This post is the third of what I hope will be a series. My friend Adrian Hanft and I are going to try having an ongoing conversation about art and creativity. Initially it was going to be held via email, but we’ve agreed that it might be more interesting to have it via our blogs by way of the internet. With any luck it won’t end up being a bunch of ill-thought drivel.
We Need People to Take Art Seriously
Sometimes “art” feels irrelevant in the same way that I struggle with organized religion. People just prefer to ignore it. I think that is sad, because both art and Christianity have the power to rise above the mediocrity of everything else. It is much easier to ignore the meaningful things in life and embrace the “safe” stuff. As a result the kitsch rises to the top and things with substance get attacked – or worse yet ignored – because these things are uncomfortable. The people who create and have passion for them seem absurd because they have the guts to be different. People don’t have time to wrestle with deep thoughts when there are simpler ways to entertain themselves. Why would anyone want to stifle an endless stream of gratification by confronting things that aren’t easy to understand or appreciate?
from his post “Invisible Artwork: If We Ignore It Maybe It Will Go Away”
I can relate to this perspective, but I also wonder about its validity. Sure, that’s the way things are right now, but was human culture ever any different?
I am quite sure that any time in the last 2010 years (at the very least) the ‘general public’ has had a consistently limited interest in any visual art that would not be considered ‘folk art’ or ‘kitsch’. Like public education, visual art as we know it has simply not been available to the general public for most of human history. There have always been objects and visual art in the home that fall under what we would call folk art. I think those items were focused on functionality and cultural meaning. Only the children had art objects that were purely for amusement. The act of selecting a painting or print to be hung on a wall in the home is something relatively new.
Only recently has the general public had the free time and money to attempt to emulate the rich by thoughtfully decorating their homes with the mass-produced copies of images that have already been defined as ‘good art’ by rich people in the past. Its as though they have a nostalgia for someone else’s past. They’ve replaced what was most likely their own relatively simple but rich folk art tradition with thoughtless, mass produced imagery.
Your culture is composed of your general understanding of how the world works, the things that you do every day and why you do what you do. Having any of those things put into question is unpleasant and potentially disastrous. It is a certain kind of educated, intelligent and intellectually hungry person that seeks out and enjoys encountering things and people that challenge their own culture. To have any hope that the general public would embrace this practice is foolish. Most people, especially in Tennessee, are uncomfortable negotiating a four-way stop at an intersection.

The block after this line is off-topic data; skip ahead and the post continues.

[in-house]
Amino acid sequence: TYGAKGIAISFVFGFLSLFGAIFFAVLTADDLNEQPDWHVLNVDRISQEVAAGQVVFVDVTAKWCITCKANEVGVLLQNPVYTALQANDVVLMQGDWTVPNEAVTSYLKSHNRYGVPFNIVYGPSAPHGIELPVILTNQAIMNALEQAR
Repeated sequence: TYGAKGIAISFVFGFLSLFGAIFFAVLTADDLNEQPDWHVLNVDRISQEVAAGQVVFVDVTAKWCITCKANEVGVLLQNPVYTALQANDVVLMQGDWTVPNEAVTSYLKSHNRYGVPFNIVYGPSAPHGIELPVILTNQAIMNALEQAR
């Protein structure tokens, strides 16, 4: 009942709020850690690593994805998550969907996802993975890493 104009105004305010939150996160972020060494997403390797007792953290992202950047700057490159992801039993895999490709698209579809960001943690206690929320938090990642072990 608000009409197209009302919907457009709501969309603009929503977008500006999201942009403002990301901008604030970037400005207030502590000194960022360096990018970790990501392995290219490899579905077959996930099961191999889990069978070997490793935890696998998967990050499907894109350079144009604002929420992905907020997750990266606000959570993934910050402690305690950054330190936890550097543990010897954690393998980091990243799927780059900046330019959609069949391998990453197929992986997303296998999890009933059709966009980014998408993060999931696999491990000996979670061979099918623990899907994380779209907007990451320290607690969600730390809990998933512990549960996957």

There are a lot of art enthusiasts that feign this difficult approach to art, but most of them are simply looking for art to reinforce their own culture and beliefs. To have something on their wall that reminds them that what they are doing is right and good.
As a person educated in the history of art (four, maybe five semesters of art history at college and I frequently napped in the art history section of the library) I have a difficult time choosing pieces to display in my home. I can’t look at a piece of art without considering its historical context or the context of its artistic influences. I am quite self conscious about why or what it means for me to hang this or that painting on my wall.
“Will having this in the living room make me look clever or make me look like I am trying to look clever?”
“Will having this in the living room be very clever or is it so clever that most visitors will just think it’s a ripe pile of poo?”
Adrian, your Jesus painting might be coming off as an insult to your visitors. Or at least as socially comfortable as saying, “You know, Jesus died a horribly painful death to save you” in the middle of a conversation about the stylish new shower curtain you bought at Target. Knowing you, that’s probably your intention. Hell, you’ve pretty much said as much in your post. If so, I would look at your visitors being uncomfortable as a success. If they had seen it and proceeded to discuss everything about the painting but the explicit subject matter, then I would consider it a failure. One that the organized church is all too familiar with in contemporary USA.